Of course Parmigiano Reggiano is also great for cooking. I collected a number of great recipes while in Italy. I am sharing three of them with you that I think are just right to serve in this fall season.
Cherry Tomato and Pine Nut Tarts with Parmigiano Reggiano
1 package frozen puff pastry, defrosted
Extra-virgin olive oil
2 tablespoons finely shredded basil leaves
1/2 cup shredded Parmigiano Reggiano
9 cherry tomatoes, halved
Salt and freshly ground black pepper
1 egg beaten with 1 tablespoon milk
2 tablespoons pine nuts
Shards of Parmigiano Reggiano, to garnish
Lightly grease a large baking sheet.
Unroll the pasty sheet and cut into 6 equal rectangles. Using a sharp knife, score a border within each rectangle about 3/4 inch from the edge. Don’t cut all the way through.
Place on the baking sheet.
Brush lightly with olive oil and sprinkle over the basil.
Distribute the cheese evenly among the tarts. Place 3 tomato halves on each.
Season with salt and pepper.
Brush the pastry edges with the egg wash.
Bake in a preheated 400 º F. oven for about 15 minutes. Remove from the oven and add the pine nuts. Put back into the oven for about 5 more minute or until pastry is puffed and crisp.
Serve garnished with shards of Parmigiano Reggiano.
Makes 6 appetizers.
Two Potato Tart
6 ounces Parmigiano Reggiano
1 pound sweet potatoes, peeled
1 pound all-purpose potatoes, peeled
2 tablespoons unsalted butter
2 tablespoons extra-virgin olive oil
Salt and pepper, to taste
Freshly grated nutmeg
Using a vegetable peeler, make slivers of the cheese. (or shred into coarse shreds)
Slice both potatoes into very thin (1/8”) rounds.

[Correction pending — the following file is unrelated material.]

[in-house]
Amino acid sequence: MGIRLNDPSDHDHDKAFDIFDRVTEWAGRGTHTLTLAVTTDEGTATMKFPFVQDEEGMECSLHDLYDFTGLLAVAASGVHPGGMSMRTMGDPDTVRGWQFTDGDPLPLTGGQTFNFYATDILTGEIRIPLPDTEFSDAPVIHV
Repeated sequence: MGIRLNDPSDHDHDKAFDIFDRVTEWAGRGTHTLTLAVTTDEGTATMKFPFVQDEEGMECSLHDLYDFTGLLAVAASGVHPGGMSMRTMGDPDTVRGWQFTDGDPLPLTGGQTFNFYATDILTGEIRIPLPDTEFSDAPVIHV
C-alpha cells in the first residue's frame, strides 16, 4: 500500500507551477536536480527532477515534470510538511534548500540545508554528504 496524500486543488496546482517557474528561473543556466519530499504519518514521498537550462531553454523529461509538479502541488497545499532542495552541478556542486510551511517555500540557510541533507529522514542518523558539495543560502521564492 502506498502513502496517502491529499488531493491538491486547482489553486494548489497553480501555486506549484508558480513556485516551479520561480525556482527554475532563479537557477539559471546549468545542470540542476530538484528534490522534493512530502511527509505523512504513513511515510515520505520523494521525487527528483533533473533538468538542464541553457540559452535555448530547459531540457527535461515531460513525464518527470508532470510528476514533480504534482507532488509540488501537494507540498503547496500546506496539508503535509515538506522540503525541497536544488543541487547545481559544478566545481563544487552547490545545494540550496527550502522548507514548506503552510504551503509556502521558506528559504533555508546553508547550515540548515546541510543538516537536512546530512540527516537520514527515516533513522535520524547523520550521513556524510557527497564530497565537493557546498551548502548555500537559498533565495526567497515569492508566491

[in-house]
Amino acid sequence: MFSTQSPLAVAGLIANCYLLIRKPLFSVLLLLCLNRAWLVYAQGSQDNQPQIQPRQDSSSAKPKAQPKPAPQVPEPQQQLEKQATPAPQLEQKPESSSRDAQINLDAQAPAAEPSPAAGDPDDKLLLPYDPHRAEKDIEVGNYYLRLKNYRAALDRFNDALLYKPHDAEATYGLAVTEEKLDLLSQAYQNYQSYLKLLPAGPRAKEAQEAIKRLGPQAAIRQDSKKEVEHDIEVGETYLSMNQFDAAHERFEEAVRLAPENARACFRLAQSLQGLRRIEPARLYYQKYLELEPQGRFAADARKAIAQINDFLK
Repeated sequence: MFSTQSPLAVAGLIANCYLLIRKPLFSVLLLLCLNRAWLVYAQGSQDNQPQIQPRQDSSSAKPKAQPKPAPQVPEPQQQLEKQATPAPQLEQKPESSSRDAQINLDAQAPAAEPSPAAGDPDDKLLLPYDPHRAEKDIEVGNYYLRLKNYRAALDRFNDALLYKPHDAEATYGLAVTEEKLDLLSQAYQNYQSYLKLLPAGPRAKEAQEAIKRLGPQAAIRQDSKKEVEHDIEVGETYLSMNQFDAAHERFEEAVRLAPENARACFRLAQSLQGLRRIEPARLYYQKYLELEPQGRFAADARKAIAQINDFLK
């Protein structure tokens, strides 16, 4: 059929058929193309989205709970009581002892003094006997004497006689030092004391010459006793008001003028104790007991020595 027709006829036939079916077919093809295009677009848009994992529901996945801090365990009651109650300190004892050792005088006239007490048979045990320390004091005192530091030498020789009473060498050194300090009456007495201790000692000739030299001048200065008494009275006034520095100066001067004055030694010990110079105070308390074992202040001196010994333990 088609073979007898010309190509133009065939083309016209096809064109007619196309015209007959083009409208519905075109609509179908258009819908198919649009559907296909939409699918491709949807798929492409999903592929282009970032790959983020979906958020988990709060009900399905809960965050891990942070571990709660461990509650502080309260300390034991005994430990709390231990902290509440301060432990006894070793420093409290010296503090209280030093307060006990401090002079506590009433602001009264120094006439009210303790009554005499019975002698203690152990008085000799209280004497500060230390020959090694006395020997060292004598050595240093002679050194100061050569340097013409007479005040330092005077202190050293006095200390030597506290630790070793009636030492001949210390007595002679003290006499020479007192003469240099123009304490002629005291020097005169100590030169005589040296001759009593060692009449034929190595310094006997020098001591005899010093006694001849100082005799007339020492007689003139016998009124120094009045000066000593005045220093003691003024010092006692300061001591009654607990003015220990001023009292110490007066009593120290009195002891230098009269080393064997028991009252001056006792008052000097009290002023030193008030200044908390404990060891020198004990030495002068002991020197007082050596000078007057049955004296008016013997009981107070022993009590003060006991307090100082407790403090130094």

Melt the butter and oil together in a small pan.
Pour half into a 9” cast iron (or nonstick) skillet.
Make a layer using 1/3 of the white potatoes, overlapping them in circular pattern. Season with salt, pepper and nutmeg.
Scatter over 1/3 of the cheese.
Make a second layer with the sweet potatoes, with the overlapping spiral going in the opposite direction. Repeat with seasonings and cheese.
Continue until all of the potatoes are in the pan.
Pour the remaining oil-butter mixture over the top.
Cover the pan tightly with heavy-duty foil, sealing tightly.
Bake in a preheated 425 º F. oven for 25 minutes.
Remove the foil and continue baking about 25 minutes longer or until the potatoes are tender and browned at the edges.
Cut into wedges and serve hot.
Butternut Squash Risotto
1 medium butternut squash
4 tablespoons unsalted butter
1 cup chopped onion
1 3/4 cups Arborio rice
1/2 cup white wine
6 cups chicken broth, simmering*
1 cup freshly shredded Parmigiano Reggiano
1 tablespoon finely chopped fresh sage leaves
1/4 cup chopped flat-leaf parsley
Dash cayenne pepper
Kosher salt to taste
Trim the stem from the squash. Place on a cutting board and, with a large sharp knife, cut in half lengthwise.
Cover a baking sheet with foil and generously grease the foil. Place the squash, cut side down, on the foil. Bake in a preheated 375 º F. oven for about 45 minutes, or until the squash is very tender. Remove and cool. Scoop out the seeds and discard. With a small sharp knife, score the cooked squash into small squares, then scoop out and set aside.
Melt the butter in a large heavy pan. Sauté the onions for about 5 minutes, stirring, or until translucent. Add the rice and stir over medium heat until the rice is well coated, about 3 minutes. Pour in the wine and simmer until it evaporates.
Raise the heat and add a large ladle of the hot broth, enough to barely coat the rice. Cook, stirring until stock is almost reduced. Ladle in more broth (not too much, just enough to cover the rice) and continue to stir. Repeat until the rice is creamy, but still firm. Total cooking time will be 18 minutes.
Stir in the squash, Parmigiano Reggiano , sage and parsley. Add the dash of pepper and season to taste with salt.
Serve immediately with more shredded cheese to pass at the table.
Note: You may not need to use all of the broth.